BREAKTHROUGH! COVID-19 Drugs: Data And Text Mining Platform Yields 32 Drug Candidates And 73 Prospective Drug Combinations To Fight SARS-COV-2
: Researchers from the University of North Carolina (UNC) have used a new web-based platform to help identify synergistic and antagonistic drug combinations and their underlying mechanisms of action in the context of fighting the SARS-CoV-2 coronavirus disease.
The data mining tool, called COVID-KOP, prioritized 73 combinations of 32 drugs as potential treatments for COVID-19s, allowing the team then to identify 16 synergistic combinations and eight antagonistic combinations.
The research findings are published on the preprint server bioRxiv and are being peer-reviewed. https://www.biorxiv.org/content/10.1101/2020.06.29.178889v1.full.pdf
Dr Eugene N. Muratov, Head of the Laboratory for Molecular Modeling, Division of Chemical Biology and Medicinal Chemistry, UNC Eshelman School of Pharmacy who is the corresponding author told Thailand Medical News, “COVID-KOP, a tool recently developed by our team and it integrates existing biochemical knowledge with that contained in literature on COVID-19 in the form of knowledge graphs. Overall, our results emphasize the importance of both drug repurposing and preclinical testing of drug combinations for potential therapeutic use against SARS-CoV-2 infections.”
Pharmaceutical or drug combinations have previously proved particularly effective at treating viral infections, including HIV, the Ebola virus, and poliovirus. These combinations significantly lower the risk of resistance developing to any one drug and can provide synergy, where the antiviral action of the combination is more potent than that of one of the drugs alone.
Though many current or upcoming trials are testing drug combinations for the treatment of COVID-19, few have completed extensive preclinical studies before being administered to patients.
Detailed investigation into these regimens is needed so that synergistic combinations can be more efficiently prioritized and any antagonistic effects identified prior to preclinical testing.
Dr Muratov and the team recently used data and text mining techniques to identify 281 combinations of 38 drugs for potential repurposing against SARS-CoV-2.
Utilizing their new COVID-KOP web-platform, the researchers refined the original list and prioritized 73 combinations of 32 before testing them using cytopathic and cytotoxicity assays.
Summary of synergism or antagonism across 73 tested combinations. Due to biphasic dose response, synergism was separated from antagonism. Synergism is calculated as the sum of HSA.neg values from non-toxic dose combinations (Tox > 50%), and vice versa. The size of circle reflected the confidence of the observed synergism/antagonism (bigger circle = less doses were excluded due to toxicity).The inconclusive blocks (Nnontoxic < 25 or rough activity landscape) were shaded. Two dashed lines indicated the cutoff of HSA synergism (-100) or antagonism (100). Blu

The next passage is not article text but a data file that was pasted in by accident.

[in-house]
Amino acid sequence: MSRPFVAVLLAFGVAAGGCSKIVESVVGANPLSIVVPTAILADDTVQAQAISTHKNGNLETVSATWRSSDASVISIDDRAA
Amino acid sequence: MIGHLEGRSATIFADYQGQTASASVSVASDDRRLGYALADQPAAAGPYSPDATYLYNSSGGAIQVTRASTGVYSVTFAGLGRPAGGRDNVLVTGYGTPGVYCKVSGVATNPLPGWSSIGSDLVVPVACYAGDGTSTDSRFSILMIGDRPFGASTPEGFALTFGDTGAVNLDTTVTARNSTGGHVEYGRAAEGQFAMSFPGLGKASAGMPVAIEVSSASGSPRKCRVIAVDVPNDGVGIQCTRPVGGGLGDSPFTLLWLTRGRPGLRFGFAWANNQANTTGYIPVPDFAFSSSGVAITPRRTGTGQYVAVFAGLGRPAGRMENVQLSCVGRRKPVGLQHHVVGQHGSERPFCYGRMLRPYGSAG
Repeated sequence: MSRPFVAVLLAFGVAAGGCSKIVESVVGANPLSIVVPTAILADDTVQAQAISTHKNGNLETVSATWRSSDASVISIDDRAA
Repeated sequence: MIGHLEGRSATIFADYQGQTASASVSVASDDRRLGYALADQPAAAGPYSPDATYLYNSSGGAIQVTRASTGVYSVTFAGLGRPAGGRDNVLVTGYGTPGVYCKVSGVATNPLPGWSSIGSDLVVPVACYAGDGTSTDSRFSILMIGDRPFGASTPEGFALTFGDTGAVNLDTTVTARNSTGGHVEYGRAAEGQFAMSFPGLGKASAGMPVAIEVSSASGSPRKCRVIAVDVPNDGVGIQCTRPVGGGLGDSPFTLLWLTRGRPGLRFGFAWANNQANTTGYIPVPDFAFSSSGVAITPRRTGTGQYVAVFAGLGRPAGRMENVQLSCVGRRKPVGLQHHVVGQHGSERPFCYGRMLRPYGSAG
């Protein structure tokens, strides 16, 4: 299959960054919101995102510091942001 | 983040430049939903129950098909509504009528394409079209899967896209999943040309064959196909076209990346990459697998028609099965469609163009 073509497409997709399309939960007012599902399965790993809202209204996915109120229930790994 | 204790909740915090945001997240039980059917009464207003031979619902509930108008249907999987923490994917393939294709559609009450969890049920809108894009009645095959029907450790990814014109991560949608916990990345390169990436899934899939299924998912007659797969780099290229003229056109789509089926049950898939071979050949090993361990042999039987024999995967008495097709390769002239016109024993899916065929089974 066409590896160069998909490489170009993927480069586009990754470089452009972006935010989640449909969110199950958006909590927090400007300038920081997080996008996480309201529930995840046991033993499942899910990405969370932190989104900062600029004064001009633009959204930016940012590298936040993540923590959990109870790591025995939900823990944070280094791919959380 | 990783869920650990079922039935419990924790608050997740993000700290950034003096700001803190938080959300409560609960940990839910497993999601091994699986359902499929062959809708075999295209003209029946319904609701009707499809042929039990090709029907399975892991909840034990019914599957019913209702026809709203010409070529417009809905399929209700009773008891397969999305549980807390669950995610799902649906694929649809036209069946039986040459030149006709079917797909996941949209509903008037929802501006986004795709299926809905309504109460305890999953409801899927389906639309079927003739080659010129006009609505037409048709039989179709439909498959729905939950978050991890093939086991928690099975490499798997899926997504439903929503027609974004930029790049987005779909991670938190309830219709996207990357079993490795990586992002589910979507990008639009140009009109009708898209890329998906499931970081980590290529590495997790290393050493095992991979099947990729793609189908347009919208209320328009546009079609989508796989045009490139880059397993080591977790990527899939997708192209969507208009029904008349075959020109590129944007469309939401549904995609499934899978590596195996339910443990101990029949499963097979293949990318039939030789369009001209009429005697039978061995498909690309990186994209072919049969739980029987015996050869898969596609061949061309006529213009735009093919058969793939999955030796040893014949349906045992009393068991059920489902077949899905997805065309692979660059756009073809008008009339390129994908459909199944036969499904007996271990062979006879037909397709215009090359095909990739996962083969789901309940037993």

e arrows highlighted the combinations between remdesivir and tertiary amine compounds from conclusive blocks.
Significantly of the 16 combinations showing synergy against SARS-CoV-2, the most notable were combinations of the FDA-approved drug nitazoxanide with three other agents: remdesivir, amodiaquine, and umifenovir.
Interestingly nitazoxanide is a broad-spectrum anti-infective agent that has recently been explored for activity against SARS-CoV-2 due to its previously demonstrated antiviral activity.
In past studies of the Ebola virus, nitazoxanide has been shown to activate protein kinase-R, which induces type-I interferon production and signaling.
Dr Muratov, “Current knowledge suggests an interferon-inducing mechanism of nitazoxanide in vitro. SARS-CoV-2 is known for its unique immunopathology of reduced production of, but extra sensitivity to, type-I/III interferon.”
The study team said that as of June 18th
, 2020, 18 trials of nitazoxanide for COVID-19 were registered with clinicaltrials.gov.
The team said that among the eight antagonistic interactions they identified, the most notable and unexpected combination was remdesivir with hydroxychloroquine, which is currently undergoing clinical trials.
Dr Muratov commented, “The most striking antagonism was observed in the combination of the only two drugs ever approved with FDA Emergency Use Authorization (EUA): hydroxychloroquine and remdesivir (though we note the EUA for hydroxychloroquine has been withdrawn by the FDA).”
Detailed analysis using COVID-KOP suggested that the mechanism of action for this antagonism may involve pathways related to in viral entry/egress from cells.
Interestingly a literature search also showed that hydroxychloroquine inhibits an enzyme called glycogen synthase kinase-3β (GSK-3β), which regulates viral replication in the cases of dengue virus and SARS-CoV-1.
Dr Muratov added, “Thus, our computational analysis suggests that hydroxychloroquine’s inhibition of GSK-3β may play a role in its antagonism of remdesivir.”
Dr Muratov and colleagues say their study shows the importance of conducting preclinical research into antiviral drug combinations before applying them to patients, as well as the value of data and text mining in exploring the mechanisms underlying synergism and antagonism within the context of COVID-19.
He added, “Altogether, our findings demonstrate the utility of in silico tools for rational selection of drug combinations, the importance of preclinical testing of drug combinations prior to their administration in patients, and the overall promise of using drug repurposing and combination therapies against SARS-CoV-2.”
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